"There is a chair behind me."
Sometimes I remember what a certain Kanji means, but not how it is pronounced (this was the case with 後) what advice do you have for these cases?
I recommend using a second app to look up the pronounciation. I use Kanji Study on android myself. Jisho might work great as well.
I heard reading books have oniyomi and kunyomi. Maybe some reading books might help. Libraries can have books for other languages especially university libraries if you're allowed in them.
Am I to understand that if an object is omitted, by default the object is understood to be me? ( Ehy not "you"?) Or is this just duolingo deciding that imaginary context would make it so?
You understand correctly. Japanese prefer not to expressly state subjects. This is not a duolingo problem. This is the way Japanese people communicate. They infer context all the time when they think it's obvious or that people can figure it out without them spelling it out.
I have lived with my Japanese husband who speaks English well, and still there are times that I get an indefinite answer from him or NO answer. lol So even though we communicate in English, he still has the Japanese style of indirectness.
it's both. Omitting the subjrct or topic is extremely common in japanese, whenever the context is clear enough. Duo tries to use the language as it would be used, so they omit topics frequently, and use "me" as an imaginary context so that there aren't 50+ right answers to every question.
If I wanted to write the full scentence, where did I have to put the 私? In front of the 後ろ?
That is correct, you would then use a の particle afterwards. So it would be 私の後ろ...
why can't you do it the other way around, like いすがわたしの後ろにあります/the chair there is one behind me?
Furthermore, in this case, there is an implicit subject (the speaker), so you could think of it as 「[僕の]後ろにいすがあります」. You are describing the object (a chair) in relation to the subject (the speaker). I think 「が」 is primarily used to describe the object, so you use 「が」 even when the subject is elided.
I think it's also because it is an exclusive description: i.e, the chair is not anywhere else but behind you: 後ろにあります. I think the English sentence in this example is a bit confusing because it is a more general statement that "there is a chair behind me" rather than "the chair is behind me", which seems like what the Japanese sentence is actually saying.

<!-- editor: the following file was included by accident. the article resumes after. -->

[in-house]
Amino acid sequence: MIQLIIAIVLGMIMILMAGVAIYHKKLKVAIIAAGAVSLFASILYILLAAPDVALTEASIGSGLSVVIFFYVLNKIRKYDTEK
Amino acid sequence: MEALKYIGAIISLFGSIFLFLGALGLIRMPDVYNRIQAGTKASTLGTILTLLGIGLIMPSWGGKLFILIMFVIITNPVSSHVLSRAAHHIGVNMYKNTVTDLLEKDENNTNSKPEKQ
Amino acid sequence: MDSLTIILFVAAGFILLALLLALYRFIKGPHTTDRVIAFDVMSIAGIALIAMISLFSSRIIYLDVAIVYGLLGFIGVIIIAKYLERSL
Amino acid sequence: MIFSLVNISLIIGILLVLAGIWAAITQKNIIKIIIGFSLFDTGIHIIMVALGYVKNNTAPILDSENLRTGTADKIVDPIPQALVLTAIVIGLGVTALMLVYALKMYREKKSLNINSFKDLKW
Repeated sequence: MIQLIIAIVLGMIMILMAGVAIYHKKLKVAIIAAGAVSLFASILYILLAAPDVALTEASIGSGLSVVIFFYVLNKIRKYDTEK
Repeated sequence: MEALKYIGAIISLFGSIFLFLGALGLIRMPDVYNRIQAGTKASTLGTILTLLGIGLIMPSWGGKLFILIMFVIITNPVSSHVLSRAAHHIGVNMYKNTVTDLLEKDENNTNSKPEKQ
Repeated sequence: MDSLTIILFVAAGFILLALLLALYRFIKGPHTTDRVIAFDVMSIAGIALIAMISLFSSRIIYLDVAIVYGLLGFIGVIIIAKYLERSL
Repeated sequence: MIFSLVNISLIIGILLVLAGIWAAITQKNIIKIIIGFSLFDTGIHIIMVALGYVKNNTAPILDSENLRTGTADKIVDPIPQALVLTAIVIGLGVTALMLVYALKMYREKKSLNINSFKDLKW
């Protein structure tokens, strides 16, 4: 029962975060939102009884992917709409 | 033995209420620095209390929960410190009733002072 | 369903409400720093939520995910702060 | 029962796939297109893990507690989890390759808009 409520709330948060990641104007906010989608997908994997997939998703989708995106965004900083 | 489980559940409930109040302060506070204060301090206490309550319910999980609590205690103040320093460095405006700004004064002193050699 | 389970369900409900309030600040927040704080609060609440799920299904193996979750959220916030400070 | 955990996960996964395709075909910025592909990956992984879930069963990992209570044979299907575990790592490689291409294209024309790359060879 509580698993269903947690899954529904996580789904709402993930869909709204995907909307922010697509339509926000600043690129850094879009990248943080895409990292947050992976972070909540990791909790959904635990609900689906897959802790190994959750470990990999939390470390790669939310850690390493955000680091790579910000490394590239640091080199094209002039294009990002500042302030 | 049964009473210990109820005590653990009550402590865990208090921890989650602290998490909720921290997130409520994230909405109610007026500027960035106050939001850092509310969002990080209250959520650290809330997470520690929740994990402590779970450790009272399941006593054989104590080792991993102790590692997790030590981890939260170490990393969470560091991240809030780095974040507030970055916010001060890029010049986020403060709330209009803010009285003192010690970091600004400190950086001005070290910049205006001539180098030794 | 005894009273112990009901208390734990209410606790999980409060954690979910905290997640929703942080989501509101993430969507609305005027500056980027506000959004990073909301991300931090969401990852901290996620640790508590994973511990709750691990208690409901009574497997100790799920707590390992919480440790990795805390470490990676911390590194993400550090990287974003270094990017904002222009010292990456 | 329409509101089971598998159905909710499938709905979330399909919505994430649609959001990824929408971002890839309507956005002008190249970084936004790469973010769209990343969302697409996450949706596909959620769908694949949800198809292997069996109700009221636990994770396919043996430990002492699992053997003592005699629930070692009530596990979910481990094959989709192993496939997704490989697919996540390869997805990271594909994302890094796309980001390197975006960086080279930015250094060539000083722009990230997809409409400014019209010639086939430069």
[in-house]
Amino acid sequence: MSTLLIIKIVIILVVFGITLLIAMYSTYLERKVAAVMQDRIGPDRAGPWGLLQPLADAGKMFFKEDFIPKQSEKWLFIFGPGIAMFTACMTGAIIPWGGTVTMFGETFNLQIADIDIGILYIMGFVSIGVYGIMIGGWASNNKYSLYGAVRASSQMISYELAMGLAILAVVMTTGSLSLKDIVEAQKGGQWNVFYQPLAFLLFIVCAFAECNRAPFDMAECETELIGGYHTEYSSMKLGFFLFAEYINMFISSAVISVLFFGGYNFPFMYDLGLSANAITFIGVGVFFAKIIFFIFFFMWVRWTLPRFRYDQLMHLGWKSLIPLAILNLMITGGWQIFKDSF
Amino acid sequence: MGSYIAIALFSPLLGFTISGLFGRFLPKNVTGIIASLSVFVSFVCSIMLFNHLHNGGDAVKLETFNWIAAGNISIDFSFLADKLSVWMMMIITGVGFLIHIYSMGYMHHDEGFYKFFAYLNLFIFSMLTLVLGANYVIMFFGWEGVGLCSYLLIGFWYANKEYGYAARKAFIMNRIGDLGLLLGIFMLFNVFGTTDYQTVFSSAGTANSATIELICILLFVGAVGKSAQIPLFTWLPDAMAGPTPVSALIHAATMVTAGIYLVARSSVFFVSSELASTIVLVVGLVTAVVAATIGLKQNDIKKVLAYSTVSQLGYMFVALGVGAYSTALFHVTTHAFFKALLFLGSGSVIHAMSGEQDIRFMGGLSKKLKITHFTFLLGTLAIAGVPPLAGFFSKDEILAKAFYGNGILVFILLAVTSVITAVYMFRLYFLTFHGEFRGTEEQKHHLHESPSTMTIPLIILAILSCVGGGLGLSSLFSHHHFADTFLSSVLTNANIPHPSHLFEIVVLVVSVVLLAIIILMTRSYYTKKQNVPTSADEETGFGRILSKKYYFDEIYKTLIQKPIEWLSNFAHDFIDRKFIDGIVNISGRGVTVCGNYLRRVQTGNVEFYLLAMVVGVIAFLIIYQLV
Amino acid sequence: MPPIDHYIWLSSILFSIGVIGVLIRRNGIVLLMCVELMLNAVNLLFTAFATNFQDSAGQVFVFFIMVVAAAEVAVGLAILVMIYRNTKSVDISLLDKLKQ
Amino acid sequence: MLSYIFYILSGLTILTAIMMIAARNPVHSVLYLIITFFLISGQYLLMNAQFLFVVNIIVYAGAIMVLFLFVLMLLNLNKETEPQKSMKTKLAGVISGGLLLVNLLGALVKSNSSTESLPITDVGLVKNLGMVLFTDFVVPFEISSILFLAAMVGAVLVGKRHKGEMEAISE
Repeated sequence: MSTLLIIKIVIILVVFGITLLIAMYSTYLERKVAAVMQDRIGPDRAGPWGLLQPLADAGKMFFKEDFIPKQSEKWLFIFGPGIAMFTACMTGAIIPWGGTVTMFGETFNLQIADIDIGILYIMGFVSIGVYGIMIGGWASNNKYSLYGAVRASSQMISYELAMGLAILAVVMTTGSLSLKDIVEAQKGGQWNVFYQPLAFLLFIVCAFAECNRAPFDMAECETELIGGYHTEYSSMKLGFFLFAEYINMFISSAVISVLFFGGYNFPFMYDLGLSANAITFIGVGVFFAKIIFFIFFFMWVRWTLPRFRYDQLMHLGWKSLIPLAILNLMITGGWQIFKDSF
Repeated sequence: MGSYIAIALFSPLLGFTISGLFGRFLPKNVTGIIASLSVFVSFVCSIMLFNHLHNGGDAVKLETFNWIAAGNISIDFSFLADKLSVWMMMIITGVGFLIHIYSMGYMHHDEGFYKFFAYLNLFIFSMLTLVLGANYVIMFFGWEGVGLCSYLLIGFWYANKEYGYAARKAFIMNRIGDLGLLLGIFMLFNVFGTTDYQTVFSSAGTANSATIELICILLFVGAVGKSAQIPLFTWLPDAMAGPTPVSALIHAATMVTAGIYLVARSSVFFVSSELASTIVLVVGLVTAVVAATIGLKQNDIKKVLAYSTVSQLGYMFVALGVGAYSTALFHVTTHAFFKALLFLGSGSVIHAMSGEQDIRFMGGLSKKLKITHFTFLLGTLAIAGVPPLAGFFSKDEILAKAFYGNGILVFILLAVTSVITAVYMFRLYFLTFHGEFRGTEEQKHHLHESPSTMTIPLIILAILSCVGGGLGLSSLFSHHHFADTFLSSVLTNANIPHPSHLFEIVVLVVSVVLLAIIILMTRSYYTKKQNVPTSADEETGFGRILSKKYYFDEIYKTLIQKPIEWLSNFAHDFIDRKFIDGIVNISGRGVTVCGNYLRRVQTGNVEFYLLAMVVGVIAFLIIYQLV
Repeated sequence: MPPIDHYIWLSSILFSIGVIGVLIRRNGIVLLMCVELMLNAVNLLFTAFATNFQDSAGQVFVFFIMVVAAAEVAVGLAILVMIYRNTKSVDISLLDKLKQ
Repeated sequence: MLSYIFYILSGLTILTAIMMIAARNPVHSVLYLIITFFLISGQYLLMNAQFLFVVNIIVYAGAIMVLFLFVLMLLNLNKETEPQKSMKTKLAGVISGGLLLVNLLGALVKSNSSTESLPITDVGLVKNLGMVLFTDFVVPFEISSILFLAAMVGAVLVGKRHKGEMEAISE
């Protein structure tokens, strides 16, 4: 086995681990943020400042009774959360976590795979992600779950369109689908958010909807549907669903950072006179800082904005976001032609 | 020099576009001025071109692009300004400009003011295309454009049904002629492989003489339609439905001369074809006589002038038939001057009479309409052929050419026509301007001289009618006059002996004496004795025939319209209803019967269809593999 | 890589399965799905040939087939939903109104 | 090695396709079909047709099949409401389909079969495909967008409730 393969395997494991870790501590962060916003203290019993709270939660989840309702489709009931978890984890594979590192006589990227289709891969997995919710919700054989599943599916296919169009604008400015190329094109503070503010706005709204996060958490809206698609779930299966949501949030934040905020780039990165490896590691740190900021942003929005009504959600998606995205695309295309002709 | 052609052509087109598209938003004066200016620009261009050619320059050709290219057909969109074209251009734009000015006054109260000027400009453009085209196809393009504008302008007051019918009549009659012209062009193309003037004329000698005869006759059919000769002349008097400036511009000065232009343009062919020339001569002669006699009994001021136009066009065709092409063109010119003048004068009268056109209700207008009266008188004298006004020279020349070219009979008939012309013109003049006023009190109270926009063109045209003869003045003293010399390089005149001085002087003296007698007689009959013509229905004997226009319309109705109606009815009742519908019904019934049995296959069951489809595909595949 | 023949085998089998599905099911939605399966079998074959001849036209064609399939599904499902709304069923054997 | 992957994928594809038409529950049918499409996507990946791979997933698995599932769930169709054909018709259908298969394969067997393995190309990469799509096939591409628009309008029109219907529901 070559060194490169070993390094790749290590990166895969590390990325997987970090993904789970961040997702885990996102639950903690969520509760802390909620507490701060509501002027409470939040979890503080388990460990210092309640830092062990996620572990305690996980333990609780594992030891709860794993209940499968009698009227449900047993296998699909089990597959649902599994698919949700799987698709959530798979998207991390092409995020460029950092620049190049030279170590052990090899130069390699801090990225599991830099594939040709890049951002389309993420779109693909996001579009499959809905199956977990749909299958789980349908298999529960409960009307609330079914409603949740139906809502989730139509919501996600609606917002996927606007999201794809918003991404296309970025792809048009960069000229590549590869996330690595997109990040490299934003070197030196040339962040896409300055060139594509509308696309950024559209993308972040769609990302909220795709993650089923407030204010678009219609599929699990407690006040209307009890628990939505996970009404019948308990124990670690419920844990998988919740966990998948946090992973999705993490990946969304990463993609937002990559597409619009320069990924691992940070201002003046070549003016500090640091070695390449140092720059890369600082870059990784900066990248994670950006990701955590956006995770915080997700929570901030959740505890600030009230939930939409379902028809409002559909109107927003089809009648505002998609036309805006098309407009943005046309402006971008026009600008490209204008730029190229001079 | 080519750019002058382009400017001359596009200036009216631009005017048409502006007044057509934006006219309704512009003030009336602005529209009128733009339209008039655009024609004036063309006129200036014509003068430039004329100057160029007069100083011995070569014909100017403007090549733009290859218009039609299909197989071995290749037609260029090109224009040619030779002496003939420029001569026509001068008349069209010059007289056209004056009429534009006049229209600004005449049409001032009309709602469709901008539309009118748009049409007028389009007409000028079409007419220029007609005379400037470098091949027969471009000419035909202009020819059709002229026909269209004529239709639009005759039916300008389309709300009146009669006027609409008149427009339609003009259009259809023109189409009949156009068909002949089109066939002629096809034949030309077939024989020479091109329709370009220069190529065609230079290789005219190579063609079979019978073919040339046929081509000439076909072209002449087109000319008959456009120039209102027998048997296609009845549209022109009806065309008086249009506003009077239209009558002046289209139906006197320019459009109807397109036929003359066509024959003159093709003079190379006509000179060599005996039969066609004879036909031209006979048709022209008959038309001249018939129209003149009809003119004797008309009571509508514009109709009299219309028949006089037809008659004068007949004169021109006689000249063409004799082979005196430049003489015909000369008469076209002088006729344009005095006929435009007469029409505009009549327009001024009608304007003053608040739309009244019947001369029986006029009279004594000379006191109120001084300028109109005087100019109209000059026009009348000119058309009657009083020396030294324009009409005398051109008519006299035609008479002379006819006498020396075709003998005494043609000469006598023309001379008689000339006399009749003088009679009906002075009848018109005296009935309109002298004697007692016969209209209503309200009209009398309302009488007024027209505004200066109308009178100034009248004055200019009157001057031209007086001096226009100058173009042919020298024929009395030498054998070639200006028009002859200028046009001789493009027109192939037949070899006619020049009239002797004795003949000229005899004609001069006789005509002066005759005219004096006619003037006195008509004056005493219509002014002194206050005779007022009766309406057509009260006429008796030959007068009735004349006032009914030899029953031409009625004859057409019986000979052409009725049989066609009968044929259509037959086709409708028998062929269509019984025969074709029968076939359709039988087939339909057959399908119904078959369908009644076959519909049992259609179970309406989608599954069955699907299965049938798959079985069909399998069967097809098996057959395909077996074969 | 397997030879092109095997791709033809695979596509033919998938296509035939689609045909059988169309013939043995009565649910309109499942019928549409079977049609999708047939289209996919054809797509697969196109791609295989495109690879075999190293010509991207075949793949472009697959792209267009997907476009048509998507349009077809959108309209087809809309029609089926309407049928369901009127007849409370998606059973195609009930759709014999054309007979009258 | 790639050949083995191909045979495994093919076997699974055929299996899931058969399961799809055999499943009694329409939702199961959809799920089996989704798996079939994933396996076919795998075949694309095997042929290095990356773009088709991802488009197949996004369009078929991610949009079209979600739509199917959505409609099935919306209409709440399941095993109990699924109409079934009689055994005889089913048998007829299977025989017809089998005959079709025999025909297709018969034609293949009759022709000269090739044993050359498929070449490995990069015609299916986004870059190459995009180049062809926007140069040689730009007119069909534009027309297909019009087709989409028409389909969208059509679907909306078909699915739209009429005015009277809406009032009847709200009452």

You would use は for inclusive descriptions, i.e. if you say that you're a member of the NRA, that doesn't mean you're not a member of some other charitable organization, therefore 「[SUBJECT]は[OBJECT]の会員です」. By that same token, even if a description is not generally exclusive, in some cases it can warrant a 「が」, and that can also come along with dropping some particles like 「の」in certain cases, it's tricky.
There are other subtle signals sent by the choice between 「は」 and 「が」, and you're honestly more likely to figure them out with listening experience than with hard and fast rules.
I entered いすが後ろにあります and it was accepted. Is the word order not important then? What is the difference between the two, if any?
the word order isn't very important here. Because of the use of particles (が and に in this sentence) to mark the grammatical function of words, it's understandable in almost any order, so long as the particles are paired up right. Order can change the emphasis of a sentence too.
うしろ - physically behind something (location)
あと - 1) after (time), 2) physically behind something (location)
They can sometimes be interchangeable.
Other translations are possible, but "there is a chair behind" is an incomplete sentence in English, so we have to make a reasonable assumption about what it is behind. It's behind something, and if I'm the person speaking, it's most likely behind me
When using います and あります to mean that something exists, います is used for animate objects and あります is used for inanimate objects. A chair is inanimate, so we use あります.
Just so I understand how I got this wrong:
後ろに椅子があります。 means "There is a chair behind me."
椅子の後ろにあります。means "I am behind the chair."
Am I understanding my mistake correctly?
You've got the main idea, but there's one more element to it. あります (arimasu) can only be used with inanimate objects, so your second sentence means "(something) is behind the chair". If you want to say that you, a living person, are behind a chair, you need to replace あります with います (imasu).
I asked my japanese teacher once, if plants are inanime (ある) or animate (いる). She wasn't sure, but said first inanimate. Later she discussed it with friends and told me they also thought of plants as inanimate.
why do I hear "the chair in behind it is, a way the Japanese their language to understand that is" echo in Master Yoda's voice?
It told me the answer was いすが後ろにある, but it didn't have an option to select ある so I put, いすが後ろにます which it marked as wrong.
I've reported it but as it won't give me the option for the answer it says is correct. can someone tell me what's wrong with the answer I gave?
ます (masu) is just the ending of a verb, it's not actually a word, so you needed the stem of the verb to complete your answer.
The answer that it tells you is "right" is the version of the answer that you came closest to (there is more than one right answer). The preferred answer at the top of this thread is 後にいすがあります (ushiro ni isu ga arimasu). ある (aru) is the short form of あります (arimasu). I'm guessing there was probably a floating あり (ari) somewhere in your options.